Complex Physical Prevention and Rehabilitation of Cervical Myofascial Pain and Headache, Due to Spine Malposition in Users (Abusers) of Smart Phones
Introduction: The introduction of portable gadgets into everyday life necessitated an assessment of the potential implications (of misuse) on the spine and central nervous system, as well as the development of programmes to prevent these consequences. The purpose of this study is to assess the influence of various physical modalities (such as physiotherapy, ergotherapy, and massage therapy). In the prevention and complex rehabilitation of the beginning of cervical myofascial pain and headache owing to spinal malposition in users (abusers) of smart phones, manual therapy, deep oscillation, lasertherapy, and magnetic field were used. Methods and Materials: A total of 165 patients with cervical myofascial pain and headache were observed and placed into five groups (of 33 patients each). The patients ranged in age from 19 to 50 years old, with cervical spine posture (position) changes but no major cervical disease. For at least 6 months, all patients used a mobile device in their daily activities (at least 2 hours per day). a month after the recovery is completed We used a complex physical-therapeutic programme (PT) in all of the patients, which included analytic exercises for paravertebral muscles and soft tissue techniques [massages, post-isometric relaxation (PIR) for the respective upper trapezius and sterno-cleidomastoideus muscles] as well as encouraging patients’ active participation in the prevention process (education in principles of back-school, self-massage, auto-PIR). The first group of patients Only these procedures were carried out. We included manual treatment elements in the second group (MT – tractions, mobilizations, manipulations; and auto-mobilizations). A paravertebral application of a prepared modality was added to the PT and the MT in patients in the following groups: group 3 – Deep Oscillation (DO); group 4 – lasertherapy (LT); group 5 – magnetic field (MF). The statistical analysis was carried out with the SPSS programme, version 17, and the t-test (analysis of variances ANOVA) and Wilcoxon rank test were used (non-parametrical correlation analysis). All patients reported a considerable reduction in the severity of their neck discomfort and headaches (evaluated by Visual analogue scale of pain and by pressure dolorimetry). The static position of the cervical spine was improved in all patients, as was the amount of paravertebral muscle spasm and the sensitivity of trigger and tender points, as well as the range of active motion of the cervical region of the spine. The second group (with manual treatment) had the best results during the recovery period, but there were no statistical differences between the two groups one month afterwards. Conclusion and Discussion: PT and MT techniques are extremely beneficial in the prevention and rehabilitation of cervical myofascial pain and headache. Active (analytic) exercises, PIR and stretching techniques, tractions and mobilizations, patient education, and (in some situations) manipulations are all part of the treatment plan. The use of prefabricated modalities (DO, LT, MF) in a sophisticated preventative and rehabilitation programme promotes pain relief and spine mobility. as well as improving the results’ stability. Every medical practitioner who specialises in physical and rehabilitation medicine, as well as every physiotherapist and ergotherapist, must, in our opinion, modify the basic algorithm to the specific demands of the patient.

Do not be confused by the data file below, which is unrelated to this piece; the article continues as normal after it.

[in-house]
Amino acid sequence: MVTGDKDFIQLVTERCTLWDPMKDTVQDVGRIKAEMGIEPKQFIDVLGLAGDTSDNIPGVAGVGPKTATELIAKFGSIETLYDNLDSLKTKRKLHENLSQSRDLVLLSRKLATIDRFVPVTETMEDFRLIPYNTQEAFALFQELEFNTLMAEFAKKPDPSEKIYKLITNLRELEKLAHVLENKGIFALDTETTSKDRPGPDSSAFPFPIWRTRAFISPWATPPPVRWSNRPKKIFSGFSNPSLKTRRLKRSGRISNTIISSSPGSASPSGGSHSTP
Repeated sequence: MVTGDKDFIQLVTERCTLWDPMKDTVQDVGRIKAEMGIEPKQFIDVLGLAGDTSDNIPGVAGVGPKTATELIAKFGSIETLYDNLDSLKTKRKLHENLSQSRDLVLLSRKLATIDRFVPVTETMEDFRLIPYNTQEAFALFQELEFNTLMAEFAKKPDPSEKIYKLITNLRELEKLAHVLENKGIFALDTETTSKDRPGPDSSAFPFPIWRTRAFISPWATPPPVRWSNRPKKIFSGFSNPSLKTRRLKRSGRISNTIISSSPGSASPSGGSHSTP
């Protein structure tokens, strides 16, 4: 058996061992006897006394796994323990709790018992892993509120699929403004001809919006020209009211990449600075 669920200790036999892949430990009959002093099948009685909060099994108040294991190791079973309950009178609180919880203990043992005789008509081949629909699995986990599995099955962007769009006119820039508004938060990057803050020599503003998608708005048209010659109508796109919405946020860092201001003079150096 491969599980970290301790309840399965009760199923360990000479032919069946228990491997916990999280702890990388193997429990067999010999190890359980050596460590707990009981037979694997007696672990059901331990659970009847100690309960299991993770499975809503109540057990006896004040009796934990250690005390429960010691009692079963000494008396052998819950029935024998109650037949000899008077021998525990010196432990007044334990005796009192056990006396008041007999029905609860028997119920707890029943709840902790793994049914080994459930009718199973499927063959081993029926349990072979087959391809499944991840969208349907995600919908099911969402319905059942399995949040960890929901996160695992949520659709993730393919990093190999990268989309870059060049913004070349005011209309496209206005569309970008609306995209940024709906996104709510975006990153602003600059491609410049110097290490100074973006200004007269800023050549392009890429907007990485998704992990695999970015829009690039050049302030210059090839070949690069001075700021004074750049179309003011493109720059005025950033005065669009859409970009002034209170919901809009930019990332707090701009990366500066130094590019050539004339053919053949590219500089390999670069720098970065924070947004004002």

Author (s) Details
Ivet B. Koleva
Medical University of Sofia, Bulgaria
Radoslav D. Yoshinov
Bulgarian Academy of Sciences, Laboratory of Telematics – Sofia, Bulgaria.
Mr. Borislav R. Yoshinov
Medical Faculty of Sofia University, Bulgaria.
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